Long, hard work

December 08, 2007

Some of the methods used to improve failing schools in Maryland have not worked, according to the Center on Education Policy, a Washington-based research group. In a new report, the center concludes that one of the most common options - a turnaround specialist - is often ineffective. The same seems to be true of wholesale staff replacement, another increasingly popular solution.

There's nothing easy or quick about fixing failing schools. But at a time of decreasing financial resources, thoughtful planning and careful monitoring are critical.

The Maryland State Department of Education generally agrees with the center's conclusions. It has taken turnaround specialists off the list of approved solutions (but it has encouraged the several dozen schools that are using them to supplement their efforts). State and local education officials are rightly concentrating on improving the quality of classroom teaching rather than relying on governance reforms. The center and the department concede that solving the problem is long, hard work. But it is work that must be done to give every child the opportunity to learn.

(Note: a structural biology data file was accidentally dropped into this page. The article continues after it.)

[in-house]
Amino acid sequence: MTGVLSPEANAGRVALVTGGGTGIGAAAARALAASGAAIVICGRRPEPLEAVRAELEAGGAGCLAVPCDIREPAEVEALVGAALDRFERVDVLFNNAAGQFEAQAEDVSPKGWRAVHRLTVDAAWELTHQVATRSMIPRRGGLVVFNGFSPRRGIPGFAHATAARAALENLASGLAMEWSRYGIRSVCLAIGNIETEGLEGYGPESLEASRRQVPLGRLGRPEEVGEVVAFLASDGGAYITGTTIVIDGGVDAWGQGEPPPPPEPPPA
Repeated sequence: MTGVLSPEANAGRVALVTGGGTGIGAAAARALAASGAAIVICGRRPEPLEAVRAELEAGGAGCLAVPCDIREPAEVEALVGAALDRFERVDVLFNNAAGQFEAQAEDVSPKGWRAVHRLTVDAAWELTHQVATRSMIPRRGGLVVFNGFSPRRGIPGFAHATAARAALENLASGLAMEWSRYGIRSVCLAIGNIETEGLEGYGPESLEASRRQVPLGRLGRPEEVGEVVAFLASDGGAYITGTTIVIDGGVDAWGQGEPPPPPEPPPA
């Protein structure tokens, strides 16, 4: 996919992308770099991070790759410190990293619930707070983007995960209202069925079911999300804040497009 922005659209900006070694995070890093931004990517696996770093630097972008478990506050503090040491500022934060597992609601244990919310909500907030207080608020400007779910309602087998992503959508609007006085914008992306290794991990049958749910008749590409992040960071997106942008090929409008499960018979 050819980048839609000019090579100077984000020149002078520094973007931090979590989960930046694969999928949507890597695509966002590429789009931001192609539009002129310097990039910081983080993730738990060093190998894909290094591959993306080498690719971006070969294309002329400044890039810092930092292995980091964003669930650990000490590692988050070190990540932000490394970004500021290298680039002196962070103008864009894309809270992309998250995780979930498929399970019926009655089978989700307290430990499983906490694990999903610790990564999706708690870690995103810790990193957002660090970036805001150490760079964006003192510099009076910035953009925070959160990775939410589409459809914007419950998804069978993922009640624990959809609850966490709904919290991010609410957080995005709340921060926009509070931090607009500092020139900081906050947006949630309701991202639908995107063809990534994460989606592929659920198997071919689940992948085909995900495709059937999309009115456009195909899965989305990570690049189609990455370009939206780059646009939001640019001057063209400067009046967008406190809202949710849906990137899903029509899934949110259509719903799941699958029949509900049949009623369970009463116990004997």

The study found that of 76 schools in Maryland that were deemed to be failing for at least five years, only 12, or 16 percent, showed significant improvement since 2004. State education officials had concluded that turnaround specialists were useful in the early stages of a school's decline, but that more-comprehensive actions were needed to fix schools that had been broken for a long time.

Other national experts emphasize giving failing schools maximum flexibility over their budgets, staffs and programs in exchange for greater accountability. State and national educators also agree that support from parents and the community is helpful to reinforce the importance of education.

In the long run, however, the most critical changes failing schools have to make are in the classrooms, where teaching and learning need to be more effective and engaged. That means failing schools need to hire more qualified teachers and offer teachers more focused training. At the same time, they need to provide more coordinated services to students, including tutoring, health and other social services.

The state provided more than $9 million in school improvement grants last year, with additional money coming from the federal government and local school districts. With schools facing cutbacks under the state's deficit-reduction plan, making sure that the right fixes are in place to ensure that every school becomes a meaningful learning environment is crucial.

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